The astonishing figure shows a compact body with small hooves, one of a pair of wings, and a human face. The iconographical source is Near Eastern, possibly one of the human-headed composite creatures that figure prominently on readily portable seals. During the period of Assyrian control of Cyprus (ca. 707–612 B.C.) such influence are particularly likely.
Myres, John L. 1914. Handbook of the Cesnola Collection of Antiquities from Cyprus. no. 753, New York: The Metropolitan Museum of Art.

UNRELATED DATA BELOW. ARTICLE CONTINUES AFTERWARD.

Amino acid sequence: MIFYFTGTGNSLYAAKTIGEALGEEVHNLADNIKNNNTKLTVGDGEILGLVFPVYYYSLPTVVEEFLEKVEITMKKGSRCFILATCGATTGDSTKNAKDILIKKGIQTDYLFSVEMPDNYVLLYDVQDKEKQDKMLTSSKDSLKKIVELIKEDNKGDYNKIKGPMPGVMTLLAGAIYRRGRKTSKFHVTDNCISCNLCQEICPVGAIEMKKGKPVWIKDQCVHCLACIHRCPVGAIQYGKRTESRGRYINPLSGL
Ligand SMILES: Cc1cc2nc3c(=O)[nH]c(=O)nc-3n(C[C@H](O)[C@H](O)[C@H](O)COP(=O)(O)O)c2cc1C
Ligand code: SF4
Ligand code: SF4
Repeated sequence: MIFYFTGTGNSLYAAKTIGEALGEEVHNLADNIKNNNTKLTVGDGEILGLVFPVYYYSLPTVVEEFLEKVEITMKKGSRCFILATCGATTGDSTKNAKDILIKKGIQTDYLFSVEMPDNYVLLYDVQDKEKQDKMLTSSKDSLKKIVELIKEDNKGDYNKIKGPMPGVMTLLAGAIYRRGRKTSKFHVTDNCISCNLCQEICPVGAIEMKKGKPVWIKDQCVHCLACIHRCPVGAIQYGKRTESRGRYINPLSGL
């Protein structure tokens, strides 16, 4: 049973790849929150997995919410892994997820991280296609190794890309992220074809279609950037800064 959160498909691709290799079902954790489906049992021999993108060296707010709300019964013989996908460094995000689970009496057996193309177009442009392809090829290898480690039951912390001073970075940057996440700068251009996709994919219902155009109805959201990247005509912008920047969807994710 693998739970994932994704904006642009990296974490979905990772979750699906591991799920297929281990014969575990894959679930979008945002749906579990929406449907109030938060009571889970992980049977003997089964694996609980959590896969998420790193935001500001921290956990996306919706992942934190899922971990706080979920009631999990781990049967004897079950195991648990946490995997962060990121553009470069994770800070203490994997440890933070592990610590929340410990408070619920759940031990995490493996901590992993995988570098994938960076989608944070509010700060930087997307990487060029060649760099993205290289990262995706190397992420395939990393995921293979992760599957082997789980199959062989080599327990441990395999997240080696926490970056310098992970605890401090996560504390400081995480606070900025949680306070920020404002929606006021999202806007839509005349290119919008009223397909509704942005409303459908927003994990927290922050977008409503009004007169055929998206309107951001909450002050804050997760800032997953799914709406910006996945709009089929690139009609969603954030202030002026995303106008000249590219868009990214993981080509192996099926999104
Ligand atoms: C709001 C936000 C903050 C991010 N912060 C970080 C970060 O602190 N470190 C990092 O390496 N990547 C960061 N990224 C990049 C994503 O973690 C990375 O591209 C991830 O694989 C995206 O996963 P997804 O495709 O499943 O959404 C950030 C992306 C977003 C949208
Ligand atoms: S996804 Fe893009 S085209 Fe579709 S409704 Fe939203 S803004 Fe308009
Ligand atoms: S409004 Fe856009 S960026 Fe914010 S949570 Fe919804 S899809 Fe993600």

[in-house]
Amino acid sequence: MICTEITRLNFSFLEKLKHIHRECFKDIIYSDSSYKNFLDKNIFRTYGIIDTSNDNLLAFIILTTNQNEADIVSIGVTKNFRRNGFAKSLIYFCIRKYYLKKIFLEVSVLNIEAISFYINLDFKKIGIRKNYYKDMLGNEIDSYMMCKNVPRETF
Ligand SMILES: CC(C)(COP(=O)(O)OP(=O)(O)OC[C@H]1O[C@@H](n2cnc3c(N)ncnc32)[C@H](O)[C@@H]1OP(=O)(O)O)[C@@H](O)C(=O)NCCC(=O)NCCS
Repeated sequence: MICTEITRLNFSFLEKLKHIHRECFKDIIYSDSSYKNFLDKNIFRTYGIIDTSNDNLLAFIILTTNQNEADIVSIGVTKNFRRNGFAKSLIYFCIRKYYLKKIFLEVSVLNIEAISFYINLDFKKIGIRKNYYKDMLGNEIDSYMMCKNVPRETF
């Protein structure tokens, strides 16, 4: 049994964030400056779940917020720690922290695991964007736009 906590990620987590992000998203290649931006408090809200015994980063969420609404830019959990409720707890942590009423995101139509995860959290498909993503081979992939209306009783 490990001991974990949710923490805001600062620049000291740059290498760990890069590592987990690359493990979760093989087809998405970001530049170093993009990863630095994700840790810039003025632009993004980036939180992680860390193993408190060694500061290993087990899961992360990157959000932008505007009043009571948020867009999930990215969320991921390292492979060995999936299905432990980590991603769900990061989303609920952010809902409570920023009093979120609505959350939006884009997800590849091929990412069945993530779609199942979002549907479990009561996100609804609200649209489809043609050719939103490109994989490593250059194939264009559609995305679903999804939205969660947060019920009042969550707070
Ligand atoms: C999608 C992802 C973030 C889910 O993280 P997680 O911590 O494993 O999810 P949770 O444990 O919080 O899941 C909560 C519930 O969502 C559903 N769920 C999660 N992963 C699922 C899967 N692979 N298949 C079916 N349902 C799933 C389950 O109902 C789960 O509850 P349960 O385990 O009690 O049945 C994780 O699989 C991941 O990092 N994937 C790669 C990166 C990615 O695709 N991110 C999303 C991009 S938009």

Sophocleous, Sophocles. 1985. ""Atlas des représentations chypro-archaiques des divinités." Master's Diss.." Master's Diss. no. 2, p. 21, fig. 2. Paul Aströms Förlag.
Karageorghis, Vassos, Joan Mertens, and Marice E. Rose. 2000. Ancient Art from Cyprus: The Cesnola Collection in The Metropolitan Museum of Art. no. 151, p. 94, New York: The Metropolitan Museum of Art.